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  • Agencies extend comment deadline for Volcker Rule revisions

    Agency Rule-Making & Guidance

    On September 4, the OCC, Federal Reserve Board, FDIC, SEC, and CFTC (the Agencies) announced a 30-day extension to the public comment period for the Agencies’ joint revisions to the Volcker Rule. The comment period, which was previously scheduled to end on September 17, is now extended until October 17. The joint release notes that the extension will give interested parties “approximately four and a half months from the date the proposal was released to the public to submit comments,” as the Agencies’ first released the text of the proposal on May 30 (it was not published in the Federal Register until July 17). As previously covered by InfoBytes, the Agencies’ joint revisions are designed to simplify and tailor obligations for compliance with Section 13 of the Bank Holding Company Act, known as the Volcker Rule, which restricts a bank’s ability to engage in proprietary trading and own certain funds. Specifically, according to a Federal Reserve Board memo, the proposed amendments will better align Volcker rule requirements with a bank’s level of trading activity and risks.

    Agency Rule-Making & Guidance FDIC Federal Reserve OCC CFTC SEC Bank Holding Company Act Volcker Rule

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  • CFTC wins $1.1 million judgment in cryptocurrency fraud action

    Securities

    On August 23, the U.S. District Court for the Eastern District of New York entered final judgment in favor of the Commodity Futures Trading Commission (CFTC) in its suit against a cryptocurrency trading advice company and its owner (defendants) for allegedly misappropriating investor money through a cryptocurrency trading scam. As previously covered by InfoBytes in March, the court granted the CFTC’s request for a preliminary injunction, holding that the CFTC has the authority to regulate virtual currency as a “commodity” within the meaning of the Commodity Exchange Act and that the CFTC has jurisdiction to pursue fraudulent activities involving virtual currency even if the fraud does not directly involve the sale of futures or derivative contracts. The final judgment orders the defendants to pay over $1.1 million in restitution and civil money penalties and permanently enjoins them from engaging in future activities related to commodity interests and virtual currencies.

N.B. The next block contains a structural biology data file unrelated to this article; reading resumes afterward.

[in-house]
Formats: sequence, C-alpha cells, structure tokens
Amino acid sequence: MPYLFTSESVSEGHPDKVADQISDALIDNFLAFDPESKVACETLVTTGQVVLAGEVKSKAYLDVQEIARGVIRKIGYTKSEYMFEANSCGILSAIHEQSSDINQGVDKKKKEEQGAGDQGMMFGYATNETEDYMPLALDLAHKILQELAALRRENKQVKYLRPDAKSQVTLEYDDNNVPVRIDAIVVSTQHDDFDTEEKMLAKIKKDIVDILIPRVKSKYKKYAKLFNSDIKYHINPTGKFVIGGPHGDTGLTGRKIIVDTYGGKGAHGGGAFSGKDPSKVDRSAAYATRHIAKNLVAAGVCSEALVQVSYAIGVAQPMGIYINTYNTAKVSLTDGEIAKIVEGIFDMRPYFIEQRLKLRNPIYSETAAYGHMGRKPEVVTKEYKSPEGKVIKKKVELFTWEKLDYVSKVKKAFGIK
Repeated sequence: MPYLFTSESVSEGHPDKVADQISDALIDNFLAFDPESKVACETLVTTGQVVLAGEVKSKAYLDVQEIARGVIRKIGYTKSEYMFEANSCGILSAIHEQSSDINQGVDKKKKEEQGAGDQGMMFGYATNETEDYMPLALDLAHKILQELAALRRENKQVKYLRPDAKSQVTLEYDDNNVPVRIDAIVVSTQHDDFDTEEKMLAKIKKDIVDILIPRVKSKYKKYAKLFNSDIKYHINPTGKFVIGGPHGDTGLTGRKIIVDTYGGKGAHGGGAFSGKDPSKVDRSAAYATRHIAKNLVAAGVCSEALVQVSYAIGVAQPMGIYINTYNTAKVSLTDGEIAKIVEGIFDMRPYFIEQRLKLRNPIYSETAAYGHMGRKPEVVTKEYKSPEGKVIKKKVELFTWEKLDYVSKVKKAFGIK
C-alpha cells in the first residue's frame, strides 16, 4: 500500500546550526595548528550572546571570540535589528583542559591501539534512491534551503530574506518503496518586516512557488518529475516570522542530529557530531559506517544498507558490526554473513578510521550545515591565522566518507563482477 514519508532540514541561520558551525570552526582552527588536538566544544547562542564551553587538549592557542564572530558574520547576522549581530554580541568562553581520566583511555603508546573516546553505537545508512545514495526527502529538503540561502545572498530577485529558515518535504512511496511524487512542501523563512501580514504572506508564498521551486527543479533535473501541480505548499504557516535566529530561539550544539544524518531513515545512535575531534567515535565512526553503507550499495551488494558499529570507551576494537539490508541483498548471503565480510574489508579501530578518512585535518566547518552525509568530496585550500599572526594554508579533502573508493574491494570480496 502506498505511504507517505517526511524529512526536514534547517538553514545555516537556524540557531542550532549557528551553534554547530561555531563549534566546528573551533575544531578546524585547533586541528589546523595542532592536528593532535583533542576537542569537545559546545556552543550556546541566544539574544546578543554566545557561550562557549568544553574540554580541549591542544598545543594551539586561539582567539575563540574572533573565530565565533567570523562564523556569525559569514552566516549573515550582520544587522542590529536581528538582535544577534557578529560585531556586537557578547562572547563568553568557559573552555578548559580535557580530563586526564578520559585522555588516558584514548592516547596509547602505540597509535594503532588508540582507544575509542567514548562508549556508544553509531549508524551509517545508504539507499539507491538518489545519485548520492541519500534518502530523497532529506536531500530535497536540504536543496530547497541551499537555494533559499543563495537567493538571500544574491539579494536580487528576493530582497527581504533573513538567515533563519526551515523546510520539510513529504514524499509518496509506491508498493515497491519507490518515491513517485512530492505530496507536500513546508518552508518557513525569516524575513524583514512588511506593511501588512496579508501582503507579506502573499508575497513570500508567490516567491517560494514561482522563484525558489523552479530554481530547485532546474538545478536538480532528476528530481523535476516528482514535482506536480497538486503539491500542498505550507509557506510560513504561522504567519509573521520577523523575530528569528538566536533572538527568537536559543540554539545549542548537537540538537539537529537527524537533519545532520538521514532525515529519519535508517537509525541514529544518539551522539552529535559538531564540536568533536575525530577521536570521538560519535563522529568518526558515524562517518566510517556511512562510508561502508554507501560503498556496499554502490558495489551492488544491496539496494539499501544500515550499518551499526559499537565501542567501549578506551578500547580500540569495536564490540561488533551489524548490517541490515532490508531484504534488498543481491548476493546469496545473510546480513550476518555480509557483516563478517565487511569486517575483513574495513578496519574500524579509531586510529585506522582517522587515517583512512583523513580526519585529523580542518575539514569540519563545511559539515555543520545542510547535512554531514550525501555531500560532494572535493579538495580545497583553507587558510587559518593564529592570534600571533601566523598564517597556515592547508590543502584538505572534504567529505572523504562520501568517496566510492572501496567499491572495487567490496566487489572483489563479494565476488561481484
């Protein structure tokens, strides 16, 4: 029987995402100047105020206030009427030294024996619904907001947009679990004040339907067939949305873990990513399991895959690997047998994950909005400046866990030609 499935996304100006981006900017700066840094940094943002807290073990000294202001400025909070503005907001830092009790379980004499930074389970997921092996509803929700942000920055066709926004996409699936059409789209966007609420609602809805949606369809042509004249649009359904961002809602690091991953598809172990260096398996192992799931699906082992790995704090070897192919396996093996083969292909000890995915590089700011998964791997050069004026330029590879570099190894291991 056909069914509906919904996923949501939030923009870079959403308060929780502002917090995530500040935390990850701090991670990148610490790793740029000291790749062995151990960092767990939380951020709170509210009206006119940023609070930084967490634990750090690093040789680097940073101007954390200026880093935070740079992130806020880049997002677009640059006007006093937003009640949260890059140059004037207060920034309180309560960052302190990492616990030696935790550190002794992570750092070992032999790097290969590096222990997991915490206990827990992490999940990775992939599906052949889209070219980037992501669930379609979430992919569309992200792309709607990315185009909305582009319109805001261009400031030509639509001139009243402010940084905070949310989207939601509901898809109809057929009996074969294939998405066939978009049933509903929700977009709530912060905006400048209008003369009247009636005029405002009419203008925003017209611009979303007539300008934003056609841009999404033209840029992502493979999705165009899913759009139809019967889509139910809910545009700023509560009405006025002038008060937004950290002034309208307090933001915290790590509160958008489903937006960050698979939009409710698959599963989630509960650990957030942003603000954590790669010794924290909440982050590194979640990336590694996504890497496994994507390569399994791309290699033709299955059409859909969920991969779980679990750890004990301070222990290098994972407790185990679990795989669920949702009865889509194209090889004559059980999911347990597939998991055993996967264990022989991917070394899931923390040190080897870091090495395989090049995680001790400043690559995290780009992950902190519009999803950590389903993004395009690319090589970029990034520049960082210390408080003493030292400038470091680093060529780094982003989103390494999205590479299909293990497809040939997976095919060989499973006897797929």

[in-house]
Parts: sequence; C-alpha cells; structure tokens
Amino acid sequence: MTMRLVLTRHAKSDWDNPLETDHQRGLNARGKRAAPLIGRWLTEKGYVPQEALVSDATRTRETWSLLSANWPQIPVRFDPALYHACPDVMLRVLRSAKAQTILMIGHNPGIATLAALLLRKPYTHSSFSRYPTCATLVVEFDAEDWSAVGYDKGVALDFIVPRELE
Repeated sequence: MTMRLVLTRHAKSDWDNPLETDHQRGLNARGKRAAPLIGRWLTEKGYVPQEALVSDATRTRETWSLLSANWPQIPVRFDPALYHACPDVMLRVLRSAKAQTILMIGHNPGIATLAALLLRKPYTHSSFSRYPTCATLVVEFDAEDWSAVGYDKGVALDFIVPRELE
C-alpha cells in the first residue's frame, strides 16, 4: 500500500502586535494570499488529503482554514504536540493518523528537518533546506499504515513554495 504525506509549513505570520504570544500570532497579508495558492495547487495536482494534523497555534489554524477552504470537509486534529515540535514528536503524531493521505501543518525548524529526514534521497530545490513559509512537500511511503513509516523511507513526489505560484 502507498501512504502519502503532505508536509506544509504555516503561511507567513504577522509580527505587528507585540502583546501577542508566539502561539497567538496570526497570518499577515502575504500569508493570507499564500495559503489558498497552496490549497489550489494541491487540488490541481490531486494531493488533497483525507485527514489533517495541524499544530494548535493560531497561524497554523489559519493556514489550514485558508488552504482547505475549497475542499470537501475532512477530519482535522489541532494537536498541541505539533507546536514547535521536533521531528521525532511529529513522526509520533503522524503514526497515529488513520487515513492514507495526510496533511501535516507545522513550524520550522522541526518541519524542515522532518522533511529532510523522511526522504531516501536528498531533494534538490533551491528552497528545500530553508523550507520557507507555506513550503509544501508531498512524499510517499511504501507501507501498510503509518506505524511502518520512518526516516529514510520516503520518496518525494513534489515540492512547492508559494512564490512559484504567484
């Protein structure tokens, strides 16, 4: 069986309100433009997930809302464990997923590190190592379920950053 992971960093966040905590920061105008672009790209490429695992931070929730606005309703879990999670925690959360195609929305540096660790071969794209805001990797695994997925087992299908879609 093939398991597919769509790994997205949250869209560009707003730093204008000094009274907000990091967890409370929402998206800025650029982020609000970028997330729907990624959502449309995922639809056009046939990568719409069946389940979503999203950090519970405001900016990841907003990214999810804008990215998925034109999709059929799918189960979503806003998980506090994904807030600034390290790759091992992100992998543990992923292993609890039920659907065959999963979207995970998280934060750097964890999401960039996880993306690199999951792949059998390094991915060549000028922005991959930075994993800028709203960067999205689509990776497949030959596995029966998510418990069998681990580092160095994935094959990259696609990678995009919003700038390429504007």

Securities CFTC Virtual Currency Cryptocurrency Fraud

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  • FinCEN director discusses approach to virtual currency and emerging technology

    Financial Crimes

    On August 9, FinCEN Director Kenneth A. Blanco delivered remarks at the 2018 Chicago-Kent Block (Legal) Tech Conference to discuss, among other things, the agency’s approach to virtual currency and its efforts to protect financial institutions from being exploited for illicit financing purposes as new financial technologies evolve and are adopted. Blanco commented that while innovation provides customers with greater access to financial services, it can also create opportunities for criminals or serve as a vehicle for fraud. Blanco discussed several areas of focus, such as (i) the regulation of virtual currency and initial coin offerings (ICOs), along with coordinated policy development and regulatory approaches done in conjunction with the SEC and CFTC; (ii) examination and supervision efforts designed to “proactively mitigate potential illicit finance risks associated with virtual currency”; (iii) anti-money laundering/countering the financing of terrorism (AML/CFT) regulatory compliance expectations for companies involved in ICOs or virtual currency transmissions; (iv) enforcement actions taken against companies that fail to implement effective programs; (v) the rise and importance of virtual currency suspicious activity report filings which help the agency identify and investigate illicit activity; and (vi) the development of an information sharing virtual currency-focused FinCEN Exchange program. Blanco emphasized that “individuals and entities engaged in the business of accepting and transmitting physical currency or convertible virtual currency from one person to another or to another location are money transmitters subject to the requirements” of the Bank Secrecy Act.